When German literature is dead: Where the literature has gone is an old story, says the philosopher of language, Karl Ove Knausgaard

by Time title I’ve found my German: When German literary works have been abandoned, and the books I loved have been forgotten by the people I’ve met and loved in Germany article by TIME title A German philosopher is celebrating the dead German literary classics, saying the books and works of a people he has admired and respected have gone out of style.

In a lecture at the Royal Festival Hall in London, Knaussgaard said the Germans who made the best of the works of his countrymen had lost the chance to enjoy them and to create new ones.

The books and poems of the countrymen, he said, were lost to the world because they were “foolish, because they could not be written down and because they had no idea of what to write about.”

Knaussgard, who was born in the city of Baden-Württemberg, said the country had always been the birthplace of great literature.

He described Germany as “the cradle of poetry” and said that the great works of the past could be seen in the streets of his hometown.

The German literary canon, he continued, was full of people and ideas that were both good and bad.

But, he added, the country “has become so rich in this rich treasure” that it has become “frozen in the past.”

“In Germany, the books are written by people and people have forgotten them.

They are not read.

They have forgotten their names.

They know nothing about them,” he said.

Knausgard, the father of German poetry and the editor of the first edition of his seminal book The Romantic Poets, said there was an “absence of any culture in Germany.”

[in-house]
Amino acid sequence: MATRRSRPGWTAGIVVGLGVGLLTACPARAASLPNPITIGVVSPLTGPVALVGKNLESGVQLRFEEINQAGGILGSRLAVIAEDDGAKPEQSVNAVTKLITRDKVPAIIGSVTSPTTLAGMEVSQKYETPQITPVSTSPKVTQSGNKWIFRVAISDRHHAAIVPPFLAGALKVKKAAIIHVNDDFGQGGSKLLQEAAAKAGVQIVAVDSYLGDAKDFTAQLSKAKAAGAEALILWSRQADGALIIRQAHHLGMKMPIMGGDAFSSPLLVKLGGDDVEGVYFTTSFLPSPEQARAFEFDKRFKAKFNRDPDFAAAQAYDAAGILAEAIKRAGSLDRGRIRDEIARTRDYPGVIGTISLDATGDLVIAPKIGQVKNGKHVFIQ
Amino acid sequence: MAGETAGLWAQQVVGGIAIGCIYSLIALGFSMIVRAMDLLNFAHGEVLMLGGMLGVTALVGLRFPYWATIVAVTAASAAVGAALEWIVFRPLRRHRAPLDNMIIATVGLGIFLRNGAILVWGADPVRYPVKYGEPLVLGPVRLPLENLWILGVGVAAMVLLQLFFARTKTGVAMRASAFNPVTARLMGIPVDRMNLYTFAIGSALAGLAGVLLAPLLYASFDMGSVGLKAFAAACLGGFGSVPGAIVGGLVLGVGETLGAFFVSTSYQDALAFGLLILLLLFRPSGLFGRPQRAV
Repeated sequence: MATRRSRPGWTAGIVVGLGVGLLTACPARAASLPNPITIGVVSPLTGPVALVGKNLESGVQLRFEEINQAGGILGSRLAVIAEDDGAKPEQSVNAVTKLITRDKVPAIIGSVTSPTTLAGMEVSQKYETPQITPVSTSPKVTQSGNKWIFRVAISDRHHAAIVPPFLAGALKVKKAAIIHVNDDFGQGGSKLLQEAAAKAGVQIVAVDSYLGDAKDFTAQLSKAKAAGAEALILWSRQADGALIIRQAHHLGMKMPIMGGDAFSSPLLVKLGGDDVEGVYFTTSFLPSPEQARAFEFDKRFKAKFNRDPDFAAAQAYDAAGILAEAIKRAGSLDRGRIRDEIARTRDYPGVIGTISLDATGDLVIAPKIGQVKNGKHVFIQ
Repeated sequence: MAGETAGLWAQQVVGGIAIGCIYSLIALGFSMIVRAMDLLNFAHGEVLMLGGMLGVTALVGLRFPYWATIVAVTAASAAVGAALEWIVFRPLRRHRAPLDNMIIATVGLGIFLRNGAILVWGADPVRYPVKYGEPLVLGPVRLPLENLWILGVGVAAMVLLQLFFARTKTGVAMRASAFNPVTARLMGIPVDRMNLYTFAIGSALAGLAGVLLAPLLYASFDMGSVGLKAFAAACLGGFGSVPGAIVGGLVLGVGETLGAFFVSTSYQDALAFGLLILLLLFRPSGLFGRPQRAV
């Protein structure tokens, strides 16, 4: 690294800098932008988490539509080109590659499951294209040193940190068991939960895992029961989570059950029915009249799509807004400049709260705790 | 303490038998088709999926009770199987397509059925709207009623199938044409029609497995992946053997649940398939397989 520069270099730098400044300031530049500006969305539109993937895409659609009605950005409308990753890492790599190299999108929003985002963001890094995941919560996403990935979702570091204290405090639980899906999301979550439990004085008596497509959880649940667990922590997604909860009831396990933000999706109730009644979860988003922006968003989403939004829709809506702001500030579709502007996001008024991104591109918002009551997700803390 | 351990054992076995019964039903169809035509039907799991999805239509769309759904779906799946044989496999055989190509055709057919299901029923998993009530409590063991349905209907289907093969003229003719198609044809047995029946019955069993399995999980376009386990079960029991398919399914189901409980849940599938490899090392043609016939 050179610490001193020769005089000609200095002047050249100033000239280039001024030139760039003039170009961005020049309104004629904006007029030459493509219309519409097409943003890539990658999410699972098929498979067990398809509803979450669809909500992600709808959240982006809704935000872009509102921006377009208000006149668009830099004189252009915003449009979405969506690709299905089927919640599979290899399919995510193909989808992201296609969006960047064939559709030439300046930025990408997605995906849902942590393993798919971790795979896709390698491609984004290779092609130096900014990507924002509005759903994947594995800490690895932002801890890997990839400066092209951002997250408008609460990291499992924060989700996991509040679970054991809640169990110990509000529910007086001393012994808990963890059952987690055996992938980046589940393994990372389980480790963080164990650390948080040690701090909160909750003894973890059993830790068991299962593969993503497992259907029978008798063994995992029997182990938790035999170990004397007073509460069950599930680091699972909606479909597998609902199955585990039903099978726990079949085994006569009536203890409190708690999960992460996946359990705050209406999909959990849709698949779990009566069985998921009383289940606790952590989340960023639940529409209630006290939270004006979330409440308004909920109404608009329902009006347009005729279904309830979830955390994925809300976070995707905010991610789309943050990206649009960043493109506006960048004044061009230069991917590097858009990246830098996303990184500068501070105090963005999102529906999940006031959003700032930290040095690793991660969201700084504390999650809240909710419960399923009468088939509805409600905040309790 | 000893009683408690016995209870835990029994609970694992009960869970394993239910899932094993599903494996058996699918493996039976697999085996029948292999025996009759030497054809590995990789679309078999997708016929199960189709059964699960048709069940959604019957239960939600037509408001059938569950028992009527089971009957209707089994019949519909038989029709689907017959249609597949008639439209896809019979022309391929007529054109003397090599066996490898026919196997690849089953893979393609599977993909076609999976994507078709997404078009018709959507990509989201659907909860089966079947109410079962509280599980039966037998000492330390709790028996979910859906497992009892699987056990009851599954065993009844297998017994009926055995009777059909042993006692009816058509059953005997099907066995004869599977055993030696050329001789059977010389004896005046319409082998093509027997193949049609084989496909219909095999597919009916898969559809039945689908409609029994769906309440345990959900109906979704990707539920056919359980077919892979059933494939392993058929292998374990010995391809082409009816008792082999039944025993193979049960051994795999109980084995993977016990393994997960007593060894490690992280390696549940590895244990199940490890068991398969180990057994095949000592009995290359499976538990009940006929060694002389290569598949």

“The only culture there is in the language, in the history, in everything.

It is only in the literature that there is any culture.

That is the reason why the works are written in a language that we do not understand.”

Kanausgaard said that in his own lifetime he had not seen a country that was so “enriched” with books.

“The only thing that is missing is culture,” he added.

Kanaussgaard, who said he was now in his late 40s, has said his last work of fiction, “Grunde und Dinge,” would be released in 2017.

He has also been writing a new collection of short stories.

Kraus, the bookseller who runs the publishing house where the book is being published, said that while the works would be read by the general public, the work would not be read at all by a few selected friends and family members.

“It’s not like reading poetry or plays or a book of poetry,” Kraus said.

“It’s a little bit like being a child who doesn’t understand the meaning of things.”

Krauss said that Knaausgaard had been very generous with his time.

He said the books would be in a library, which will include the collection’s contents and would be open for people to use.

The new edition of “The Romantic Poems” will also include an essay written by Kraus.

It will be published in German on the publisher’s website, which Kraus is writing himself.

“I am so grateful to Karl for having given me this opportunity to tell my story and write it,” Krauss said.

The title of the essay is “Gedanken” or “Inner Speech.”

The word is a translation of the German word for “life.”

In the book’s introduction, Kraus writes that his father died when he was just 12.

“This is how I felt, in my childhood, when I first heard about Karl’s death,” he writes.

“I was a child.

I had no understanding of the meaning.

I was not even a child.”

The essays will not be published as books in the United States.

Kraus has been speaking at literary events in Germany and has also given interviews to newspapers in Germany, including the local daily Die Welt, which is a part of the Deutsche Presse-Agentur, which covers German news.

The book’s publisher, L.L.C., said the essay will be released online and on the company’s website on Monday.